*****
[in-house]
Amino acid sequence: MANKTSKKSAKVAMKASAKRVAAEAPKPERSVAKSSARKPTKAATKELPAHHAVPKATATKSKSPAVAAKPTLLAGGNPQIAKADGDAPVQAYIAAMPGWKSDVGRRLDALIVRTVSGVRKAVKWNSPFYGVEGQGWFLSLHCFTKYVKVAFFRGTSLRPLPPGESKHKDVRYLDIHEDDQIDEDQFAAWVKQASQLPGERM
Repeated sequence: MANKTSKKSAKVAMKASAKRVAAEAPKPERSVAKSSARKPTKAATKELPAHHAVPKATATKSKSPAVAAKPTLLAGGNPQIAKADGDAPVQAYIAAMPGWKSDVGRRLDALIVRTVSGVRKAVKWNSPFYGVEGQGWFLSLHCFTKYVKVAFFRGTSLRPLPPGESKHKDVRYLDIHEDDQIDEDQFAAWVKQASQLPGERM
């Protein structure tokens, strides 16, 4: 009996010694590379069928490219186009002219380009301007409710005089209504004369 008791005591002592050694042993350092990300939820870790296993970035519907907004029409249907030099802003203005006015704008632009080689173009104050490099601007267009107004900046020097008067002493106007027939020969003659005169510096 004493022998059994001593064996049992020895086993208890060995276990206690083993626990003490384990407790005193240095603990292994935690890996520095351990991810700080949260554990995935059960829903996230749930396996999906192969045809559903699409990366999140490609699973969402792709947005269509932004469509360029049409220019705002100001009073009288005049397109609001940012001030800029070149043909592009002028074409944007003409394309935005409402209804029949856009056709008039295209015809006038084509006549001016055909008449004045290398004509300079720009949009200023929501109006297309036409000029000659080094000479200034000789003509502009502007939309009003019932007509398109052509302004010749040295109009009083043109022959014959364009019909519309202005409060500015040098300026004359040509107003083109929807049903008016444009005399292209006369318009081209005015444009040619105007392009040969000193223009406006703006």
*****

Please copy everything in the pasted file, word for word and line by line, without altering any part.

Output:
[in-house]
Amino acid sequence: MANKTSKKSAKVAMKASAKRVAAEAPKPERSVAKSSARKPTKAATKELPAHHAVPKATATKSKSPAVAAKPTLLAGGNPQIAKADGDAPVQAYIAAMPGWKSDVGRRLDALIVRTVSGVRKAVKWNSPFYGVEGQGWFLSLHCFTKYVKVAFFRGTSLRPLPPGESKHKDVRYLDIHEDDQIDEDQFAAWVKQASQLPGERM
Repeated sequence: MANKTSKKSAKVAMKASAKRVAAEAPKPERSVAKSSARKPTKAATKELPAHHAVPKATATKSKSPAVAAKPTLLAGGNPQIAKADGDAPVQAYIAAMPGWKSDVGRRLDALIVRTVSGVRKAVKWNSPFYGVEGQGWFLSLHCFTKYVKVAFFRGTSLRPLPPGESKHKDVRYLDIHEDDQIDEDQFAAWVKQASQLPGERM
């Protein structure tokens, strides 16, 4: 009996010694590379069928490219186009002219380009301007409710005089209504004369 008791005591002592050694042993350092990300939820870790296993970035519907907004029409249907030099802003203005006015704008632009080689173009104050490099601007267009107004900046020097008067002493106007027939020969003659005169510096 004493022998059994001593064996049992020895086993208890060995276990206690083993626990003490384990407790005193240095603990292994935690890996520095351990991810700080949260554990995935059960829903996230749930396996999906192969045809559903699409990366999140490609699973969402792709947005269509932004469509360029049409220019705002100001009073009288005049397109609001940012001030800029070149043909592009002028074409944007003409394309935005409402209804029949856009056709008039295209015809006038084509006549001016055909008449004045290398004509300079720009949009200023929501109006297309036409000029000659080094000479200034000789003509502009502007939309009003019932007509398109052509302004010749040295109009009083043109022959014959364009019909519309202005409060500015040098300026004359040509107003083109929807049903008016444009005399292209006369318009081209005015444009040619105007392009040969000193223009406006703006």